Asma Khalid

Asma Khalid is a political correspondent covering the 2020 presidential campaign.

Before joining NPR's political team, Asma helped launch a new team for Boston's NPR station WBUR where she reported on biz/tech and the Future of Work.

She's reported on a range of stories over the years — including the 2016 presidential campaign, the Boston Marathon bombings and the trial of James "Whitey" Bulger.

Asma got her start in journalism in her home state of Indiana, but was introduced to radio through an internship at BBC Newshour in London during grad school.

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More than a dozen presidential candidates descended on Des Moines yesterday. Still three months until Iowa's caucuses, but blocks of the city felt like a college game day.

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Sen. Elizabeth Warren has built a reputation as the presidential candidate with a plan for almost anything. Plans are her brand, so much so that her campaign shop sells T-shirts proclaiming "Warren has a plan for that."

About three weeks ago, Vermont Sen. Bernie Sanders had a heart attack that threw his campaign into question. But now, it's more apparent than perhaps at any point in this presidential race that the 78-year-old white-haired politician and his revolution will remain a powerful force in the Democratic primary.

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Former Vice President Joe Biden unveiled an ethics plan on Monday that directly targets President Trump, accusing him of creating the "most corrupt administration in modern history." It's a sign the Democratic presidential candidate is ramping up his defense ahead of the fourth Democratic debate in Ohio on Tuesday.

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Jeromy Brown, a 46-year-old teacher in Iowa, considers President Trump a white supremacist.

"If the shoe fits, then say it, and the shoe fits him," Brown said, while waiting in a photo line at an Elizabeth Warren rally in August. "Why should he be excused from that label?"

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Massachusetts Senator Elizabeth Warren delivered a major presidential campaign speech last night in New York City. According to her campaign, more than 20,000 people were there, making it her largest rally to date. NPR's Asma Khalid covered it.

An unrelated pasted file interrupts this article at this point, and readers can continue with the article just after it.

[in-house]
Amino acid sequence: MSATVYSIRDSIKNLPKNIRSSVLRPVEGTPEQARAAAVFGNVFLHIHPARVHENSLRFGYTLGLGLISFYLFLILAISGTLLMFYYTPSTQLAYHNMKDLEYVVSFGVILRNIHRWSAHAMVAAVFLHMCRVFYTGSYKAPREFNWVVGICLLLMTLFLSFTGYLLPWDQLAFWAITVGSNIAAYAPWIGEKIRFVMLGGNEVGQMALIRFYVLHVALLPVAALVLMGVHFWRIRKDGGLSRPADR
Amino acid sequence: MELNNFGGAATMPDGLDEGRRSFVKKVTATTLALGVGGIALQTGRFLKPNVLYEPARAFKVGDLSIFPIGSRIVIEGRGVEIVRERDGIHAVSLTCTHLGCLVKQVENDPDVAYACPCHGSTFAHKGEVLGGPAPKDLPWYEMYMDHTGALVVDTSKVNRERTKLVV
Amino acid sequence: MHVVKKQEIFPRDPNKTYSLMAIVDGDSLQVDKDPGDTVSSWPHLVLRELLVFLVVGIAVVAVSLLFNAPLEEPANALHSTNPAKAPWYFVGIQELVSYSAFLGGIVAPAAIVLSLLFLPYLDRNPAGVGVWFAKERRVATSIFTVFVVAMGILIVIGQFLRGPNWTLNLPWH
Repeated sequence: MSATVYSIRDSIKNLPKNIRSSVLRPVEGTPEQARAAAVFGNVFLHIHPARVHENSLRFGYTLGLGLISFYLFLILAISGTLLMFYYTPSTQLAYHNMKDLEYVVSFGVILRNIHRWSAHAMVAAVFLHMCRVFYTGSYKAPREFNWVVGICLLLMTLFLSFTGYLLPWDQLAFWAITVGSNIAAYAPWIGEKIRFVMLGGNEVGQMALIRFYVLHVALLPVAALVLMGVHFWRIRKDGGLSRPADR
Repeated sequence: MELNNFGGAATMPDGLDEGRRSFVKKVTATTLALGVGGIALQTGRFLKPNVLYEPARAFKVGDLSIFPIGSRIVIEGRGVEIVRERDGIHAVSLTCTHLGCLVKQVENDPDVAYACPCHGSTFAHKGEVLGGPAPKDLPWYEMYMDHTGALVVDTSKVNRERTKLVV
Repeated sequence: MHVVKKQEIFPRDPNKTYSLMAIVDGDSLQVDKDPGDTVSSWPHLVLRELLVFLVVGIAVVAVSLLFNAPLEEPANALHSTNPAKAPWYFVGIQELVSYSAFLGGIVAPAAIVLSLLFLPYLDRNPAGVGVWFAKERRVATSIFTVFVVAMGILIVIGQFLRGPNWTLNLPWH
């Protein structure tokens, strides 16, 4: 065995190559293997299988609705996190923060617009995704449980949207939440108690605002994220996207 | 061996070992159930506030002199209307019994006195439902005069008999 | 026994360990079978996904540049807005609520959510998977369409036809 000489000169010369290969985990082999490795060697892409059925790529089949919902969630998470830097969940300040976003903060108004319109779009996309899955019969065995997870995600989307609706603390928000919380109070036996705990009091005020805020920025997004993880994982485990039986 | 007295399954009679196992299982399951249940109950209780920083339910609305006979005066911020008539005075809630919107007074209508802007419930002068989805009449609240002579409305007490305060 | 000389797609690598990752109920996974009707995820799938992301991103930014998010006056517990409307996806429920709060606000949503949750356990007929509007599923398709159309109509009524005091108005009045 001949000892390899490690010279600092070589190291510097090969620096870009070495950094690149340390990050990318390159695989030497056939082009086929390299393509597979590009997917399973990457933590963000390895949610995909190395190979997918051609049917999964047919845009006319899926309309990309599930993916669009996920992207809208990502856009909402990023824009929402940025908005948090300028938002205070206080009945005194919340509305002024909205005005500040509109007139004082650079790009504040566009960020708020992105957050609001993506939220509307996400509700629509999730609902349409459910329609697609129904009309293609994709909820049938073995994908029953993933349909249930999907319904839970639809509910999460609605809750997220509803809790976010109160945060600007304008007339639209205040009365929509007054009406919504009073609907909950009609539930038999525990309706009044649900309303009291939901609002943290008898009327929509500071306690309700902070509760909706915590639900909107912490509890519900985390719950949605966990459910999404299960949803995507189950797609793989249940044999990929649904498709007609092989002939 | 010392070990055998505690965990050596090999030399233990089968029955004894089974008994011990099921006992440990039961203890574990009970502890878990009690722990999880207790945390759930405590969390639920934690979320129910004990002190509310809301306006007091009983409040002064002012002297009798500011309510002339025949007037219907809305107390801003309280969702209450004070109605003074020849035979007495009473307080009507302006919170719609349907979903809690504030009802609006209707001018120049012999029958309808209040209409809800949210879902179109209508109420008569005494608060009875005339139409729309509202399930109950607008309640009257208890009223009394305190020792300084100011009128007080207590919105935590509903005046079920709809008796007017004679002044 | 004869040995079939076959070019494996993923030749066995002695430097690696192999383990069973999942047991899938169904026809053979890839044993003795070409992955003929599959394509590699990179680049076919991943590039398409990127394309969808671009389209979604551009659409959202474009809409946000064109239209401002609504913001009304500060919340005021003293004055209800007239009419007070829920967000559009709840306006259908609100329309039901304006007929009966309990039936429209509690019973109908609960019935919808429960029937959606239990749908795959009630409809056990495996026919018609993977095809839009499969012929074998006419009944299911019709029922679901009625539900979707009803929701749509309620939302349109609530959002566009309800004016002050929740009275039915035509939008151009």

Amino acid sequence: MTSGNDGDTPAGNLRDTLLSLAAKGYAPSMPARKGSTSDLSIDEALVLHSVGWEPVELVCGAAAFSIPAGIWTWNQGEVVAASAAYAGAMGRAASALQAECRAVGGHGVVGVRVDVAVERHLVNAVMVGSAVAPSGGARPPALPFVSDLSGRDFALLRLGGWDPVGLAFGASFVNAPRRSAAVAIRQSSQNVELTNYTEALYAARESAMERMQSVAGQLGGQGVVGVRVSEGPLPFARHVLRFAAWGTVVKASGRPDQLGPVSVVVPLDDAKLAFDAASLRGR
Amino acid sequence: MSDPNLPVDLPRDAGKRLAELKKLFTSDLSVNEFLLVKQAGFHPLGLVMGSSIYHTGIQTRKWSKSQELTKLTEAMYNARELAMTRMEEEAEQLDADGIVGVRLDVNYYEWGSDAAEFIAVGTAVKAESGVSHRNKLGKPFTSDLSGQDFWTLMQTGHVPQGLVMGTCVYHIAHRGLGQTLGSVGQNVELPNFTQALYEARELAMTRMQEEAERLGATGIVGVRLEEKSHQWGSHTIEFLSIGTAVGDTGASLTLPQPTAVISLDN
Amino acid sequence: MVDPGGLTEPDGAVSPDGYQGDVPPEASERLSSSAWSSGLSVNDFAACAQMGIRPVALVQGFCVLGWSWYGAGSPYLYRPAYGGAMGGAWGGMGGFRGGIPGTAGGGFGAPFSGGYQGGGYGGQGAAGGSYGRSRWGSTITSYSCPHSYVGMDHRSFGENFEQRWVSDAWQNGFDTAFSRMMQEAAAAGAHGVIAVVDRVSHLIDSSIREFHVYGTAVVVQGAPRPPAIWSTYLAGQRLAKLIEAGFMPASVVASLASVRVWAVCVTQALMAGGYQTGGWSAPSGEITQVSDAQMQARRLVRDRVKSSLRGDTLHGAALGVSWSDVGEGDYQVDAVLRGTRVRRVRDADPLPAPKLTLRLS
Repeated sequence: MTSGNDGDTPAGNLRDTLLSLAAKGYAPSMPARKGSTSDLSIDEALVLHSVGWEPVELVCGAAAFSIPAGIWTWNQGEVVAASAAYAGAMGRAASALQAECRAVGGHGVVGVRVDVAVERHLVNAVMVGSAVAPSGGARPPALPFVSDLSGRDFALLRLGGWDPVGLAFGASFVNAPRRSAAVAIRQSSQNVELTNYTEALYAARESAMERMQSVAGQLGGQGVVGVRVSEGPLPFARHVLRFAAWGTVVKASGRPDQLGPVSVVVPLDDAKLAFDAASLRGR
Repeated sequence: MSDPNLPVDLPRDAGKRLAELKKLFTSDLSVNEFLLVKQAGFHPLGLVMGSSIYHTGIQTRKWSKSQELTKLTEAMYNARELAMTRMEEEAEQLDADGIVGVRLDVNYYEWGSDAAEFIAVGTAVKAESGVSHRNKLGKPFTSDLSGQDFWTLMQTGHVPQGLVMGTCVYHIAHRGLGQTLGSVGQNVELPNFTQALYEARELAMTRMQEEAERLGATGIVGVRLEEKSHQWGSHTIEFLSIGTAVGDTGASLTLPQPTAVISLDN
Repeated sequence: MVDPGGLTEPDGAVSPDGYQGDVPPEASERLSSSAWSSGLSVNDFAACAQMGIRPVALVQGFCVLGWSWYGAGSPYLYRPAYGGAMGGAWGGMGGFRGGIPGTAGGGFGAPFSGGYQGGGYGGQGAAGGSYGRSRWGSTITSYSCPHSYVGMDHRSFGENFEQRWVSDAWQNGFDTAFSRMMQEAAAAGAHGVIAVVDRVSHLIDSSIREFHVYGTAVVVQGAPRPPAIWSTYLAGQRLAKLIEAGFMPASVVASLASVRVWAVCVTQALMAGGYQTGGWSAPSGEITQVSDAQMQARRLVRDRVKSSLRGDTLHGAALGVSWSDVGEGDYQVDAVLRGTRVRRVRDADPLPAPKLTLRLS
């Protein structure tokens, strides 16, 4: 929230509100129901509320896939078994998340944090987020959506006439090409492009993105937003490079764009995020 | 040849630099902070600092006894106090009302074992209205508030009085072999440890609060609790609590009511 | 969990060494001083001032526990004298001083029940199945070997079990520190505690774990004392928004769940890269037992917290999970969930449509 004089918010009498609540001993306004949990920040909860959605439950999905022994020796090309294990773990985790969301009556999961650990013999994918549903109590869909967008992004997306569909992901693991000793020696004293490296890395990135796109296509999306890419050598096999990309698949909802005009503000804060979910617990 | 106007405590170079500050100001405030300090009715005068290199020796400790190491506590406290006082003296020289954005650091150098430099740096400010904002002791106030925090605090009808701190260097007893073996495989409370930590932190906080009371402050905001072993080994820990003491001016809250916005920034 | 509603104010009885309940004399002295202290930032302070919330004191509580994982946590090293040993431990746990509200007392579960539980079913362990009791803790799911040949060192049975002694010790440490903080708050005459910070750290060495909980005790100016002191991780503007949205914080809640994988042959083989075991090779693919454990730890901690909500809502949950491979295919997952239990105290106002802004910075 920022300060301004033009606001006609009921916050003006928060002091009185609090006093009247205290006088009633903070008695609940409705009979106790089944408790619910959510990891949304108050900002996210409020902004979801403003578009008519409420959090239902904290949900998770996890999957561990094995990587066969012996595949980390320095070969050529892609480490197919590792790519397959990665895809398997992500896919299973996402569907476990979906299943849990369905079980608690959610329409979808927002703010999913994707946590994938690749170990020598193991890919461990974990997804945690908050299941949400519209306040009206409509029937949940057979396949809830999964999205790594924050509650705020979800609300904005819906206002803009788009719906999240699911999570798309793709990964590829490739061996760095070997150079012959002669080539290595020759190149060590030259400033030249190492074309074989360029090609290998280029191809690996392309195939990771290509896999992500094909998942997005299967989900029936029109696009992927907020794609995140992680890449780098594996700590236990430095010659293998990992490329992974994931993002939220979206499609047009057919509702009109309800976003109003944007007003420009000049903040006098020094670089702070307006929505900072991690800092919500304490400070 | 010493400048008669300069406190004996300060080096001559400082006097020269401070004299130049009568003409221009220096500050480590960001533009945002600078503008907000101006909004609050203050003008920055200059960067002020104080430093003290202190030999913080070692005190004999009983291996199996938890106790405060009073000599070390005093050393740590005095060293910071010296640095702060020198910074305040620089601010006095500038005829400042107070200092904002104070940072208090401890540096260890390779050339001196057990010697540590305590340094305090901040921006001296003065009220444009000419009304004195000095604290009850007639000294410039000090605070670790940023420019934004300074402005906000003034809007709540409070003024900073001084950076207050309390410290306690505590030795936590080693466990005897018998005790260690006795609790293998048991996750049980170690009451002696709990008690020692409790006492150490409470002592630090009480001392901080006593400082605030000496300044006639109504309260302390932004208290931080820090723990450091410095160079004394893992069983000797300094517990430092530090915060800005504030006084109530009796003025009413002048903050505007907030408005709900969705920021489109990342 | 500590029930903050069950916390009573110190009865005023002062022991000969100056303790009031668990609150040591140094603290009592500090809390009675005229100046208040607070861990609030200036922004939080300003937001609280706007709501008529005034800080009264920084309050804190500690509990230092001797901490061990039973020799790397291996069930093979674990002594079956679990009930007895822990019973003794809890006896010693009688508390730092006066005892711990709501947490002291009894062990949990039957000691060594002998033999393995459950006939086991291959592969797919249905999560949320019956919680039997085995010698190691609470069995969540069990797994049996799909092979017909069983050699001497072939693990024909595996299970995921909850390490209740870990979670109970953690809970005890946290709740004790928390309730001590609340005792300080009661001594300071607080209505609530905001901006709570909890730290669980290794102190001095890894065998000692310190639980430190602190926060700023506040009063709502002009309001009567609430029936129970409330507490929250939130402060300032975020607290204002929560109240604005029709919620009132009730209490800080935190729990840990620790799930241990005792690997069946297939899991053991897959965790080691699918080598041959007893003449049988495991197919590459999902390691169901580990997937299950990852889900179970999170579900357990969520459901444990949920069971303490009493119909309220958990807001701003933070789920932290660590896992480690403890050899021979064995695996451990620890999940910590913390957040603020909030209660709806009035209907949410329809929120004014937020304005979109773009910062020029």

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Well, we finally got to see all the leading Democratic presidential candidates on the same stage together last night at a debate in Houston. The question is whether that made the choices any clearer for voters. Let's give a listen.

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More than 16 years after the U.S. invasion of Iraq, former Vice President Joe Biden is still struggling to explain his vote for the war and when his feelings about intervention evolved.

On Thursday night, during the third Democratic debate, which took place in Houston, Biden said he "never should have voted to give [President] Bush the authority to go in and do what he said he was going to do."

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In New Hampshire today, 19 Democratic candidates made their case to the state's early primary voters at the New Hampshire Democratic Party's primary convention. Here's Vermont Senator Bernie Sanders.

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Joe Biden is being criticized for fabricating details in a war story that he told on the campaign trail. Biden is prone to these kinds of flubs and gaffes. He dismisses the criticism, and his voters are also forgiving. NPR's Asma Khalid brought us this story from South Carolina.

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Massachusetts Sen. Elizabeth Warren introduced a sweeping gun control plan Saturday with the goal of reducing gun deaths by 80% through executive action and legislation.

"You've got to start with a goal. I haven't heard anybody else talk about a goal," Warren said in an interview with The NPR Politics Podcast. "What I've heard them talk about is here's one thing we'll do, and one thing we'll do, and one thing we'll do, and then we'll quit."

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A presidential debate, especially with 10 candidates, is at least one part reality show.

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